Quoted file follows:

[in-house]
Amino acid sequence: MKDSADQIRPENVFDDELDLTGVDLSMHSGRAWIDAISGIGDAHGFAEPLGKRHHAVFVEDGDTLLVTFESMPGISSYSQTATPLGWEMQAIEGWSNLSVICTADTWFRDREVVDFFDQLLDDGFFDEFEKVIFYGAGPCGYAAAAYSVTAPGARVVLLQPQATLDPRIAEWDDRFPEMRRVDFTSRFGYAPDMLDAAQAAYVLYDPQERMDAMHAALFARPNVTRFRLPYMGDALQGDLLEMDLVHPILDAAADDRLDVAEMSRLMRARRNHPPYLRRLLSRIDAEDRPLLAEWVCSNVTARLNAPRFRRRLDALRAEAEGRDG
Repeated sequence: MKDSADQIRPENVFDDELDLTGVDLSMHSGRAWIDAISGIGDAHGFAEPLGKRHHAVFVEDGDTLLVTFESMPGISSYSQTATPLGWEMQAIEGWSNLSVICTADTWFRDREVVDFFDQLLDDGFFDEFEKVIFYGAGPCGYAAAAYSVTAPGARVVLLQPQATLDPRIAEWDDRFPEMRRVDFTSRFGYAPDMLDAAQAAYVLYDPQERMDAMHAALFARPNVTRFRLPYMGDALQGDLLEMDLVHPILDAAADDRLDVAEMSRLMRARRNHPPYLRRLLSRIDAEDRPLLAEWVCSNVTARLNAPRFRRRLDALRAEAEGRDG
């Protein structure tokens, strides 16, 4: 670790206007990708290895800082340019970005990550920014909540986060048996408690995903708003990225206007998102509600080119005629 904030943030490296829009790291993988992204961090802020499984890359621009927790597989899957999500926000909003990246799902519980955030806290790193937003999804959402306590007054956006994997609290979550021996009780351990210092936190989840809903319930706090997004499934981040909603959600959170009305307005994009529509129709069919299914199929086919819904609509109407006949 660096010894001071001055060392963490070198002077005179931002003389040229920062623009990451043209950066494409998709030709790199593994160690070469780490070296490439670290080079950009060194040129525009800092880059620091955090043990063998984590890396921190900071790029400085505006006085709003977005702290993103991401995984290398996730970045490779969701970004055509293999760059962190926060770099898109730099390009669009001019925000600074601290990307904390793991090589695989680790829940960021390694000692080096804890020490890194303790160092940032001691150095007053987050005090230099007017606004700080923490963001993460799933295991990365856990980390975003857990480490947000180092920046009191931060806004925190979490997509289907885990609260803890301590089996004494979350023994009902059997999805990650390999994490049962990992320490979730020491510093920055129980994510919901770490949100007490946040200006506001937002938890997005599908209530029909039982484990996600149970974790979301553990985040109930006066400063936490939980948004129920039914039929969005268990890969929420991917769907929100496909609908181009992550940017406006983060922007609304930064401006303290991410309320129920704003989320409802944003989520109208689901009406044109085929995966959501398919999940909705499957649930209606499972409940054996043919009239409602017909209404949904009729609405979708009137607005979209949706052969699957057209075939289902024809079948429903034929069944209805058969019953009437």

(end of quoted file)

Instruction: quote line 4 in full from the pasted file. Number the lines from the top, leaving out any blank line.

């Protein structure tokens, strides 16, 4: 670790206007990708290895800082340019970005990550920014909540986060048996408690995903708003990225206007998102509600080119005629 904030943030490296829009790291993988992204961090802020499984890359621009927790597989899957999500926000909003990246799902519980955030806290790193937003999804959402306590007054956006994997609290979550021996009780351990210092936190989840809903319930706090997004499934981040909603959600959170009305307005994009529509129709069919299914199929086919819904609509109407006949 660096010894001071001055060392963490070198002077005179931002003389040229920062623009990451043209950066494409998709030709790199593994160690070469780490070296490439670290080079950009060194040129525009800092880059620091955090043990063998984590890396921190900071790029400085505006006085709003977005702290993103991401995984290398996730970045490779969701970004055509293999760059962190926060770099898109730099390009669009001019925000600074601290990307904390793991090589695989680790829940960021390694000692080096804890020490890194303790160092940032001691150095007053987050005090230099007017606004700080923490963001993460799933295991990365856990980390975003857990480490947000180092920046009191931060806004925190979490997509289907885990609260803890301590089996004494979350023994009902059997999805990650390999994490049962990992320490979730020491510093920055129980994510919901770490949100007490946040200006506001937002938890997005599908209530029909039982484990996600149970974790979301553990985040109930006066400063936490939980948004129920039914039929969005268990890969929420991917769907929100496909609908181009992550940017406006983060922007609304930064401006303290991410309320129920704003989320409802944003989520109208689901009406044109085929995966959501398919999940909705499957649930209606499972409940054996043919009239409602017909209404949904009729609405979708009137607005979209949706052969699957057209075939289902024809079948429903034929069944209805058969019953009437």